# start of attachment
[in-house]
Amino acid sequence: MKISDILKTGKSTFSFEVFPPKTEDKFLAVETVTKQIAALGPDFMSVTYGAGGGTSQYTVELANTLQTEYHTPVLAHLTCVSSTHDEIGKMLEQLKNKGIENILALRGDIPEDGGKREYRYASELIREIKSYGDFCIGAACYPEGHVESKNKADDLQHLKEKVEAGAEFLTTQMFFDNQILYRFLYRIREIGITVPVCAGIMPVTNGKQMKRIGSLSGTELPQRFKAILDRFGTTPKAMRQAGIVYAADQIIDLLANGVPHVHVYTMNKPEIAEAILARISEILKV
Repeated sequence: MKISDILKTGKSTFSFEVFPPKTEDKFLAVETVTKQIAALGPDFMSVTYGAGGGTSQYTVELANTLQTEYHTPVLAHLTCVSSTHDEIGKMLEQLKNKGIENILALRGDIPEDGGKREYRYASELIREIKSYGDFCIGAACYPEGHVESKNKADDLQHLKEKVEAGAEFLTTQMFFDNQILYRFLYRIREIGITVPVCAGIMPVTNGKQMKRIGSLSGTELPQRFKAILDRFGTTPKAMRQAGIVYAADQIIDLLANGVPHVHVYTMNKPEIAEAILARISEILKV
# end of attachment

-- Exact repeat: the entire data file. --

[in-house]
Amino acid sequence: MKISDILKTGKSTFSFEVFPPKTEDKFLAVETVTKQIAALGPDFMSVTYGAGGGTSQYTVELANTLQTEYHTPVLAHLTCVSSTHDEIGKMLEQLKNKGIENILALRGDIPEDGGKREYRYASELIREIKSYGDFCIGAACYPEGHVESKNKADDLQHLKEKVEAGAEFLTTQMFFDNQILYRFLYRIREIGITVPVCAGIMPVTNGKQMKRIGSLSGTELPQRFKAILDRFGTTPKAMRQAGIVYAADQIIDLLANGVPHVHVYTMNKPEIAEAILARISEILKV
Repeated sequence: MKISDILKTGKSTFSFEVFPPKTEDKFLAVETVTKQIAALGPDFMSVTYGAGGGTSQYTVELANTLQTEYHTPVLAHLTCVSSTHDEIGKMLEQLKNKGIENILALRGDIPEDGGKREYRYASELIREIKSYGDFCIGAACYPEGHVESKNKADDLQHLKEKVEAGAEFLTTQMFFDNQILYRFLYRIREIGITVPVCAGIMPVTNGKQMKRIGSLSGTELPQRFKAILDRFGTTPKAMRQAGIVYAADQIIDLLANGVPHVHVYTMNKPEIAEAILARISEILKV